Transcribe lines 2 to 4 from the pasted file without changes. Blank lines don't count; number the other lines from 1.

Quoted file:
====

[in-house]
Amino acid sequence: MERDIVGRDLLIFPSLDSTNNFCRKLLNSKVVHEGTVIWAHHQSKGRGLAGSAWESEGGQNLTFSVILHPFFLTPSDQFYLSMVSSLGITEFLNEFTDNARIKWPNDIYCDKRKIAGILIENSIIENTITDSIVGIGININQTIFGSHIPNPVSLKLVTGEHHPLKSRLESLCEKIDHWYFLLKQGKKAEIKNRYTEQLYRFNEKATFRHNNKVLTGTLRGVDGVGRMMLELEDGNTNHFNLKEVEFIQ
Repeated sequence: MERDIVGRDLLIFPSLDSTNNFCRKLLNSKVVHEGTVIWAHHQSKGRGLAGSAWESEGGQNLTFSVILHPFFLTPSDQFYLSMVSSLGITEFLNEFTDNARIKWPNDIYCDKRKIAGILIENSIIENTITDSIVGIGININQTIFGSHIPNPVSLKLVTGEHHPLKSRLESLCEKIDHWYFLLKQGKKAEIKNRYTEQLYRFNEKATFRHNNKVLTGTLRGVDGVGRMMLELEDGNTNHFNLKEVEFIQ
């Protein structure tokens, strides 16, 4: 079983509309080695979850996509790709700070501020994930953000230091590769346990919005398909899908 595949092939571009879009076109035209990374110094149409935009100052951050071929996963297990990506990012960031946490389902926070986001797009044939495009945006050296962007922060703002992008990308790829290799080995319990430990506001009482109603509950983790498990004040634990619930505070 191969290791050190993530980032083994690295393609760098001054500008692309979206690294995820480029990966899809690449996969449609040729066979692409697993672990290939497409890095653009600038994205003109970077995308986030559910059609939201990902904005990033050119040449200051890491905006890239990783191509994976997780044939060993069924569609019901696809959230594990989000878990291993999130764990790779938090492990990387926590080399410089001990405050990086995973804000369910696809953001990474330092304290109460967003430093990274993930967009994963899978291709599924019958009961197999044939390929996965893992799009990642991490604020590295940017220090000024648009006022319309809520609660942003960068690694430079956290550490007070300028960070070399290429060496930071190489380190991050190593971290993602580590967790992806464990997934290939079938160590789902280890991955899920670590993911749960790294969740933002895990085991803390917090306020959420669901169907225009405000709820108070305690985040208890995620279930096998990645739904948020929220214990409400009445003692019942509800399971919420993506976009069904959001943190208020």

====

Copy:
Amino acid sequence: MERDIVGRDLLIFPSLDSTNNFCRKLLNSKVVHEGTVIWAHHQSKGRGLAGSAWESEGGQNLTFSVILHPFFLTPSDQFYLSMVSSLGITEFLNEFTDNARIKWPNDIYCDKRKIAGILIENSIIENTITDSIVGIGININQTIFGSHIPNPVSLKLVTGEHHPLKSRLESLCEKIDHWYFLLKQGKKAEIKNRYTEQLYRFNEKATFRHNNKVLTGTLRGVDGVGRMMLELEDGNTNHFNLKEVEFIQ
Repeated sequence: MERDIVGRDLLIFPSLDSTNNFCRKLLNSKVVHEGTVIWAHHQSKGRGLAGSAWESEGGQNLTFSVILHPFFLTPSDQFYLSMVSSLGITEFLNEFTDNARIKWPNDIYCDKRKIAGILIENSIIENTITDSIVGIGININQTIFGSHIPNPVSLKLVTGEHHPLKSRLESLCEKIDHWYFLLKQGKKAEIKNRYTEQLYRFNEKATFRHNNKVLTGTLRGVDGVGRMMLELEDGNTNHFNLKEVEFIQ
């Protein structure tokens, strides 16, 4: 079983509309080695979850996509790709700070501020994930953000230091590769346990919005398909899908 595949092939571009879009076109035209990374110094149409935009100052951050071929996963297990990506990012960031946490389902926070986001797009044939495009945006050296962007922060703002992008990308790829290799080995319990430990506001009482109603509950983790498990004040634990619930505070 191969290791050190993530980032083994690295393609760098001054500008692309979206690294995820480029990966899809690449996969449609040729066979692409697993672990290939497409890095653009600038994205003109970077995308986030559910059609939201990902904005990033050119040449200051890491905006890239990783191509994976997780044939060993069924569609019901696809959230594990989000878990291993999130764990790779938090492990990387926590080399410089001990405050990086995973804000369910696809953001990474330092304290109460967003430093990274993930967009994963899978291709599924019958009961197999044939390929996965893992799009990642991490604020590295940017220090000024648009006022319309809520609660942003960068690694430079956290550490007070300028960070070399290429060496930071190489380190991050190593971290993602580590967790992806464990997934290939079938160590789902280890991955899920670590993911749960790294969740933002895990085991803390917090306020959420669901169907225009405000709820108070305690985040208890995620279930096998990645739904948020929220214990409400009445003692019942509800399971919420993506976009069904959001943190208020």